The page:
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Re: Dinosaurs Unearthed in Niger
>> Paul Sereno's article includes some preliminary work done on a
>> > The herbivorous dinosaur has not been named but is unusual because it
>> > represents a form -- typified by broad teeth -- that was thought to have
>> > become extinct more than 20 million years earlier. It was about 55 feet
>> > Its thigh bone is six feet long.
>> It seems that this sauropod material was discovered prior to Sereno's
>> field work, I think it was by a French paleontologist named Lapparent or
>> Lavocat in late 1950's, but the site was abandoned. Was this material
>> considered to be the dinosaur Rebbachisaurus sp.?
Some of the fossils called "Rebbachisaurus" may indeed be referrable to
this new taxon. The problem is that all named species of Rebbachisaurus
are based on very fragmentary materials, not all of which might belong to
the same family of sauropod. Sereno et al. want to hold off until they've
got a better idea of what (if anything) is Rebbachisaurus, and what is not.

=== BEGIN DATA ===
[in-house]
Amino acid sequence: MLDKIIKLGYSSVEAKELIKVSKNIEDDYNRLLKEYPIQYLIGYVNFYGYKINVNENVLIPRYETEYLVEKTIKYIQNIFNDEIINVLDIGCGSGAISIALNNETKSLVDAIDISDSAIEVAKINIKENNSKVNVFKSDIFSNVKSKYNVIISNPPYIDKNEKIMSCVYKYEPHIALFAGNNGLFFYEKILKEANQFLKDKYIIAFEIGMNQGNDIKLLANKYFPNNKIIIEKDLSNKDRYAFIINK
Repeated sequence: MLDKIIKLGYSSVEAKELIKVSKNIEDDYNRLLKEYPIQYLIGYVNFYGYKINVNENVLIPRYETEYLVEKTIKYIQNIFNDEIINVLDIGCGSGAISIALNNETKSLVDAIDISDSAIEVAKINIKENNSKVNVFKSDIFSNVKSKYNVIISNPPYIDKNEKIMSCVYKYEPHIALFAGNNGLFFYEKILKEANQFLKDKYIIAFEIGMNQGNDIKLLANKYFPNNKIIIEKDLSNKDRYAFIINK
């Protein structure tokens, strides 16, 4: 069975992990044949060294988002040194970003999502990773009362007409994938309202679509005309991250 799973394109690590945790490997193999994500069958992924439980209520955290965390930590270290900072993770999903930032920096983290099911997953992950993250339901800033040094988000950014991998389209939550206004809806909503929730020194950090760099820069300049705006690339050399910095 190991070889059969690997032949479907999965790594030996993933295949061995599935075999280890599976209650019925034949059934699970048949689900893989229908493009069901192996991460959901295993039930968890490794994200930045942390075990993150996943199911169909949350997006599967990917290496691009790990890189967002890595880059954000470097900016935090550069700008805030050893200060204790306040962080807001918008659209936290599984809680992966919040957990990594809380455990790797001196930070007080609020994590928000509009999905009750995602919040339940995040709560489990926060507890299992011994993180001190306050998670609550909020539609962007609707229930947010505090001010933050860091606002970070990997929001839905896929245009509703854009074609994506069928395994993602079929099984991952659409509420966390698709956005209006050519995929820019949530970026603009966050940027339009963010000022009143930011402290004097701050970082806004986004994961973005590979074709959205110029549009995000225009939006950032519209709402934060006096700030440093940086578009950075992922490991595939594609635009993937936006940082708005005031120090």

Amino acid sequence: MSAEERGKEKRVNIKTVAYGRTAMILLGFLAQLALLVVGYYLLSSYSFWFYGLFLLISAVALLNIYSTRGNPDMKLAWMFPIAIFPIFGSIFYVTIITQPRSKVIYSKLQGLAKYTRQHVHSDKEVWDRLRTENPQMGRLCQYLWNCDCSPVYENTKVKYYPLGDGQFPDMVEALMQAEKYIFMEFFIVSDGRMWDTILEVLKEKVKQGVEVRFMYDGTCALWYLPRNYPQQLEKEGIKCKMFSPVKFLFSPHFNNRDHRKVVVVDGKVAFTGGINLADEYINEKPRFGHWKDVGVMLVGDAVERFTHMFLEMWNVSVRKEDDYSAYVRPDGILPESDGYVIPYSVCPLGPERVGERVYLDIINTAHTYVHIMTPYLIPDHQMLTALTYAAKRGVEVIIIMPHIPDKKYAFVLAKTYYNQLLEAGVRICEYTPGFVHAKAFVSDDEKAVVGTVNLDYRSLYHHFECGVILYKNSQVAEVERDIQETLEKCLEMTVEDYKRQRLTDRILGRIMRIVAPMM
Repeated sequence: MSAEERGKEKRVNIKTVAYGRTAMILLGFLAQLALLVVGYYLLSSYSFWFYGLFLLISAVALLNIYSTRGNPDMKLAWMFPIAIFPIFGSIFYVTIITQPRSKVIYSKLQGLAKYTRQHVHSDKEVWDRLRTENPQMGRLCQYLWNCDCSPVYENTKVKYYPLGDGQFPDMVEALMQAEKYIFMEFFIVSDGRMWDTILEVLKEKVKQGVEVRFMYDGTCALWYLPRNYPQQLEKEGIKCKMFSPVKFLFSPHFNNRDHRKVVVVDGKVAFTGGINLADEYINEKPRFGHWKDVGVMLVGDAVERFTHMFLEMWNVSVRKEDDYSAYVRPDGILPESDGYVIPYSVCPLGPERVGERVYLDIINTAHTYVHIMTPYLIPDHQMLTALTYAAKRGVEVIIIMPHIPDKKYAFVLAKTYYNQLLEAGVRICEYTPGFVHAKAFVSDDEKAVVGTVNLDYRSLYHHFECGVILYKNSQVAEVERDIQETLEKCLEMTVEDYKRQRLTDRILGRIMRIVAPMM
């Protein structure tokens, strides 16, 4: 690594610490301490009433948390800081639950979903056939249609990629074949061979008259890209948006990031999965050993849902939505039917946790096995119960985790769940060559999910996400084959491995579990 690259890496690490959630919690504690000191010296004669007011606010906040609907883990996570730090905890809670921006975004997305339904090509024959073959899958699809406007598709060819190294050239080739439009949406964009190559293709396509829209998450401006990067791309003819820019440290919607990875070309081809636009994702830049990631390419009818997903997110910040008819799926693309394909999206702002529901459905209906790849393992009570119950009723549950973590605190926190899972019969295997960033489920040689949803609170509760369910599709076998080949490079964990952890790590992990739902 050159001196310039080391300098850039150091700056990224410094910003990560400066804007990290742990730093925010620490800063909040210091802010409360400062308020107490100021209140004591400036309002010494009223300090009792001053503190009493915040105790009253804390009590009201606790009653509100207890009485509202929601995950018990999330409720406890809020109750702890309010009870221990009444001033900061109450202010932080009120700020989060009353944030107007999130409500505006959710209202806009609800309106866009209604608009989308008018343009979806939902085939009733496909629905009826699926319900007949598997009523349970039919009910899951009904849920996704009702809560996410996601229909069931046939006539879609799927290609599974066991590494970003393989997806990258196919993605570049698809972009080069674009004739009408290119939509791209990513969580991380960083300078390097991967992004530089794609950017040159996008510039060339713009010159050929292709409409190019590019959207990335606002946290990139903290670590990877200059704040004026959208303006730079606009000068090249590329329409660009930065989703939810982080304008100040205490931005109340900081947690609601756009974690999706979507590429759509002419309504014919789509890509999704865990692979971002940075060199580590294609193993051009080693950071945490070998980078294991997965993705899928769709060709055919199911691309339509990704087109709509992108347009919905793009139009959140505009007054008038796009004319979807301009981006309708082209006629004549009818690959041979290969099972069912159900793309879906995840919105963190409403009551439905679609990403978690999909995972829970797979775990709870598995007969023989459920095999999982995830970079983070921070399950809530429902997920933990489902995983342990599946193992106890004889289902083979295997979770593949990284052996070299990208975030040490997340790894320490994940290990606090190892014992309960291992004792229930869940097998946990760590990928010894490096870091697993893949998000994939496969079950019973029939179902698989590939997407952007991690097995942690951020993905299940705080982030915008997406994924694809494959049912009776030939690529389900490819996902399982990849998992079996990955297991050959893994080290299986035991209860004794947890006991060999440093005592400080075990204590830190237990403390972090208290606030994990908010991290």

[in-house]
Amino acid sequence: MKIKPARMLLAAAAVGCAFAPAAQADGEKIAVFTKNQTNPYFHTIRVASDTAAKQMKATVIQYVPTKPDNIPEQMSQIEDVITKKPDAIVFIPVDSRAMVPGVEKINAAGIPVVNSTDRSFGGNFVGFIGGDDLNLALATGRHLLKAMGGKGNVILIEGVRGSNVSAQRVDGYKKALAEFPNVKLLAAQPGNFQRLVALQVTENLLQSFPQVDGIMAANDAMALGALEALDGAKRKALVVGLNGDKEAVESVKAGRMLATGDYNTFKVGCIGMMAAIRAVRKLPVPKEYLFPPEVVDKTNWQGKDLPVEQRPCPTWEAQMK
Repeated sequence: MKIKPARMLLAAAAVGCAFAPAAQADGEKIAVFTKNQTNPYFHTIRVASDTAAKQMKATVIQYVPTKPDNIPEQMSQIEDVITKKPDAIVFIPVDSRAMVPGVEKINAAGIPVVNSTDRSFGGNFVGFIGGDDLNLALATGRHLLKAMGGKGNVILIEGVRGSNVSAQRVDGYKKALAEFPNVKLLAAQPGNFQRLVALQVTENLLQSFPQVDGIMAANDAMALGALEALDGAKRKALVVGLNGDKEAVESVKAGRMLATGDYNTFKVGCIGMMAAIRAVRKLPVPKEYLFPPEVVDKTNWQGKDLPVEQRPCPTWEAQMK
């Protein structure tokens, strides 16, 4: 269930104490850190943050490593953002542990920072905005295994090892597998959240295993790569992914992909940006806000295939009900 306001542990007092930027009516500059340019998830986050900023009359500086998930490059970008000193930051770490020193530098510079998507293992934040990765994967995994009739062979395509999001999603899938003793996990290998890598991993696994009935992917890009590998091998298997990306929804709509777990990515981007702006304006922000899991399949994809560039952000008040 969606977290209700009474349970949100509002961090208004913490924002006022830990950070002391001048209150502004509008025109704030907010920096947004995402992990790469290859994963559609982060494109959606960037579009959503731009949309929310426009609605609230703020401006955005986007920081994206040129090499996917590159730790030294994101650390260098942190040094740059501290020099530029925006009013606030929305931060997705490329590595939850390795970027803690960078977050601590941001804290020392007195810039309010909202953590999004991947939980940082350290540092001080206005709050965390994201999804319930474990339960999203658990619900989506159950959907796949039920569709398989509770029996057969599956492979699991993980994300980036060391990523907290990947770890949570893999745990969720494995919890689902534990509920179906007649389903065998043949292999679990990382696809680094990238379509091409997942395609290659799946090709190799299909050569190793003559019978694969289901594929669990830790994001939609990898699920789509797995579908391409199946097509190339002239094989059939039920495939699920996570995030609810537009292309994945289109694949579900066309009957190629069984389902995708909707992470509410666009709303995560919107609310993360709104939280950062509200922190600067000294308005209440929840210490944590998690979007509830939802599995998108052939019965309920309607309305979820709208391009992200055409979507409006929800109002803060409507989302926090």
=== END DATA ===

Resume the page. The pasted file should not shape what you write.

Incidentally, some of us are not convinced that their new sauropod is a
camarasaurid. Broad teeth may be a primitive feature for sauropods, and
the denticles on the teeth of the new species are very primitive for a
Cretaceous form. The neural spines are undivided (bifurcating neural
spines have often been considered a characteristic feature of true
One problem I had with this paper was their statement that "broad-toothed"
sauropods had gone extinct at the end of the Jurassic. Brachiosaurids
(including their broad teeth) are found in many Early Cretaceous deposits,
and a possible camarasaurid is known from the Wealden (a European deposit
from the same age as the new Niger forms).
Thomas R. Holtz, Jr.
Vertebrate Paleontologist in Exile Phone: 703-648-5280
U.S. Geological Survey FAX: 703-648-5420
Branch of Paleontology & Stratigraphy
MS 970 National Center
Reston, VA 22092